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Wynne Mae of TD remembers namesake

Wynne Mae of The Dalles displays some of the many newspaper and magazine clippings she has gathered over the years relating to her namesake, Wiley Post’s airplane, the “Winnie Mae.”

Wynne Mae of The Dalles displays some of the many newspaper and magazine clippings she has gathered over the years relating to her namesake, Wiley Post’s airplane, the “Winnie Mae.” Photo by Mark Gibson.

When American aviator Wiley Post arrived in Detroit, Mich., on Aug. 6, 1933, within a month of being the first to fly solo around the world in his Lockheed Vega aircraft, the Winnie Mae, one of those gathered to greet the famed pilot was amateur Detroit pilot Nelson H. Clark.

That same day, Clark’s wife Winnifred gave birth to a girl who, at the recommendation of Post, was named “Wynne Mae Clark.”

“When my mother Winnifred was in the hospital delivering me, Wiley Post came to the hospital, asked if she had named her little girl yet,” said Wynne (Clark) Cheadle, who now lives in The Dalles

“My mother said, ‘No.’ He said, ‘Why don’t you name her after my airplane, the Winnie May?’”

Mr. and Mrs. Clark agreed, with one caveat: “Winnie” was the actual name of the plane, Wynne said, but she was named “Wynne” so people would not call her Winnifred.

In 1933 Nelson Clark died in a fiery crash at the Detroit airport. A newspaper clipping published at the time shows then 20-month-old Wynne sitting on the floor, a little plane in her hands, under the headline “A flying father is dead, but his enthusiasm lives on.”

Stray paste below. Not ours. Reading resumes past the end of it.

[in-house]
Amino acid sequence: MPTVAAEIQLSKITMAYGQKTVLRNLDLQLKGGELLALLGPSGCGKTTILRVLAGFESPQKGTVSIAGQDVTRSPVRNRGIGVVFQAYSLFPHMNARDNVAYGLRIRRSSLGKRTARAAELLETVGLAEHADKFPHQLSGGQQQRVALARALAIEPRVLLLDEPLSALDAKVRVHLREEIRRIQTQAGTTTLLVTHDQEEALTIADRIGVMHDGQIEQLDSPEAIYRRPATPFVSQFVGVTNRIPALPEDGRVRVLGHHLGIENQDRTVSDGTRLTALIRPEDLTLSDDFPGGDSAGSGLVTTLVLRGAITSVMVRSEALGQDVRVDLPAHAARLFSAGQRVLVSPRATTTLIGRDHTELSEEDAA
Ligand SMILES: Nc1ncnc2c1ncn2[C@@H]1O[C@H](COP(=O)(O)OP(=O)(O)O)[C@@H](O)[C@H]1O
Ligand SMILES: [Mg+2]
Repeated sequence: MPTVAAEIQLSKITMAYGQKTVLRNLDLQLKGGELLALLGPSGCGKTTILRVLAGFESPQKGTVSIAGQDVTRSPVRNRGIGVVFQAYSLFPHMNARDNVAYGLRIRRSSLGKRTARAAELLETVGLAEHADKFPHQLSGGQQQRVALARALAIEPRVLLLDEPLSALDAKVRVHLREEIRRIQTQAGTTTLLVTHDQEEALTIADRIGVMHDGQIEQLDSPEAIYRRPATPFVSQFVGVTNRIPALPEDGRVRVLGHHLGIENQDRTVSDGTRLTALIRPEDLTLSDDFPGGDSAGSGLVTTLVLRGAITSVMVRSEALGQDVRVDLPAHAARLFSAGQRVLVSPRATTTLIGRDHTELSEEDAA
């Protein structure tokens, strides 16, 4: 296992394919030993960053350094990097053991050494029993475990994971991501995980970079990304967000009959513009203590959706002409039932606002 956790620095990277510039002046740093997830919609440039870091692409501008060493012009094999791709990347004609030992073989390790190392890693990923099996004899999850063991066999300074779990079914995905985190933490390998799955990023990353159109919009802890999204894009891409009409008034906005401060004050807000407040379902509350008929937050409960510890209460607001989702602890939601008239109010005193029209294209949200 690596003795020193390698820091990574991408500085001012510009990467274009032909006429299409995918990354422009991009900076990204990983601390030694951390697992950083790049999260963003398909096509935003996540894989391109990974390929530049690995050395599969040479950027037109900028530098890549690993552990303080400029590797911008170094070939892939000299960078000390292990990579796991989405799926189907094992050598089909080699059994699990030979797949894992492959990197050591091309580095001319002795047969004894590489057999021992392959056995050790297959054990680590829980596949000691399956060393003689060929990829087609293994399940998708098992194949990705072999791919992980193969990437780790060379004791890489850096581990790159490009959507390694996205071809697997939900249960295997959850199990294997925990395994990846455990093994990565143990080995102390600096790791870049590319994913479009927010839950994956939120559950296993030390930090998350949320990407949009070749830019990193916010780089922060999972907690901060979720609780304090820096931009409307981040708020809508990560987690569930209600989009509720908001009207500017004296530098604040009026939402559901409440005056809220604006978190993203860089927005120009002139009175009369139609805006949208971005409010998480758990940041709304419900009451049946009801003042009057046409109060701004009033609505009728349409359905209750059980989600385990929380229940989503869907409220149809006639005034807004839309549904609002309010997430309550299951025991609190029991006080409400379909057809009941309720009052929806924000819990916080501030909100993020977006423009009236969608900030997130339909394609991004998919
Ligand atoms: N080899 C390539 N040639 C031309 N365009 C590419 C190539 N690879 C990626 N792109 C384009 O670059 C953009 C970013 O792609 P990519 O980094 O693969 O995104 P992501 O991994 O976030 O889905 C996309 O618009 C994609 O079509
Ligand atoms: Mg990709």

“While Mrs. (Winnifred) Clark receives the sympathies of friends and holds back the tears, Wynne plays on the floor with a model biplane which her father fashioned with his own hands,” reads the story. “The little plane is her favorite toy, and the big-eared Easter bunny sits neglected in a corner.”

Two years later, in 1935, Post himself died Aug. 15 while flying with Will Rogers in Alaska, where Post was interested in developing a mail and passenger air route. Rogers, a Cherokee cowboy, vaudeville performer, humorist, motion picture actor and nationally syndicated columnist, was accompanying Post on the flight to gather material for his column when Post crashed on takeoff and both men were killed.

The Winnie Mae, on display at the National Air and Space Museum’s Steven F. Udvar-Hazy Center from 2003 to 2011, is now featured in the “Time and Navigation” gallery on the second floor of the National Air and Space Museum in Washington, D.C.

Cheadle is pleased to have been named after the famous airplane, and has carefully saved clippings related to her father’s death, and the subsequent deaths of Post and Rogers.

She was thrilled to recently read that yet another “Winnie Mae” is on display, this time a reproduction of the actual globe-trotting plane.

The Winnie Mae Café in the Oklahoma History Center offers a variety of menu items for visitors, including gourmet sandwiches, soups, salads and snacks, all of which can be enjoyed while gazing over a replica of Post’s famous Winnie Mae airplane.

Cheadle, almost 82, would like to see the plane and visit the café in person but doubts that will happen at her age.

“I hope I can,” she said. “I was only 18 months old when my father died so I really didn’t get to know him.”

She and her late husband, Richard, came to The Dalles from Michigan in 1954 to be closer to his family. They raised six children and lost two to illness and one to an accident.

Two of her sons now live with her and a third is nearby in The Dalles.

“They’ve always been excited about it (airplane reproduction with her name) and thought someone should know about it,” she said.

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